Since Awakenings first stormed the bestseller lists (and the silver screen), Oliver Sacks has become an unlikely household name, single-handedly inventing the genre of neurological anthropology.
Oliver Sacks is a ground-breaking neurologist -- and a gifted storyteller, who has enriched our knowledge of the infinite variations of human psychology. After his pioneering work with “sleepy sickness” patients (who were in fact survivors of an early-20th-century pandemic), Sacks went on to study the connections between music and the brain, as well as disorders such as Tourette's syndrome, Parkinson's disease, and many other little-understood disorders that often count Sacks as one of their first chroniclers.
Sacks is well known as a writer of such best-selling case histories as The Man Who Mistook His Wife for a Hat, An Anthropologist on Mars, and his memoir of his early work, Awakenings, all of which have breathed new life into the dusty 19th-century tradition of the clinical anecdote. Sacks' writing, compassion, and wide-ranging knowledge catapults the genre into the 21st century and brings the far frontiers of neurological experience into the view of millions of readers worldwide. He maintains a small practice in New York City.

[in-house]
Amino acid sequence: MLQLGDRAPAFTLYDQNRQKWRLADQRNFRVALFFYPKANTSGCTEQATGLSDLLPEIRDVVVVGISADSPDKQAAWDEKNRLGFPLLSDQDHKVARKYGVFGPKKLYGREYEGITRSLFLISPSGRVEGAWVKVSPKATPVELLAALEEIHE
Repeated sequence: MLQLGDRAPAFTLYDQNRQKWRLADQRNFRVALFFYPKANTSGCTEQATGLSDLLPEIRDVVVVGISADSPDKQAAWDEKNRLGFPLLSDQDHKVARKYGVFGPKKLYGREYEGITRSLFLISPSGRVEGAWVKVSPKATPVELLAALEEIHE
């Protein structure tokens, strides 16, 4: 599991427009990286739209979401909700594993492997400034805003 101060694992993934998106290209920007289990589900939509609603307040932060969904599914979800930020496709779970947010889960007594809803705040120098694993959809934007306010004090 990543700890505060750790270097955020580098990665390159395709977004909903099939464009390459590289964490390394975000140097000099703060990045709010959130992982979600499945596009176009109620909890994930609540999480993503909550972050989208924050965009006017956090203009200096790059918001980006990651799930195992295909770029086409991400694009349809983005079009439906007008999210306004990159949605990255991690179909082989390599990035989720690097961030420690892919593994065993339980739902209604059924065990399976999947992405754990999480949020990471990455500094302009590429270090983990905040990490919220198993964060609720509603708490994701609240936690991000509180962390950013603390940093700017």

“About 10 percent of the hearing impaired get musical hallucinations, and about 10 percent of the visually impaired get visual hallucinations.”
“Psychotic hallucinations, whether they are visual or vocal, they address you. They accuse you. They seduce you. They humiliate you. They jeer at you. You interact with them.”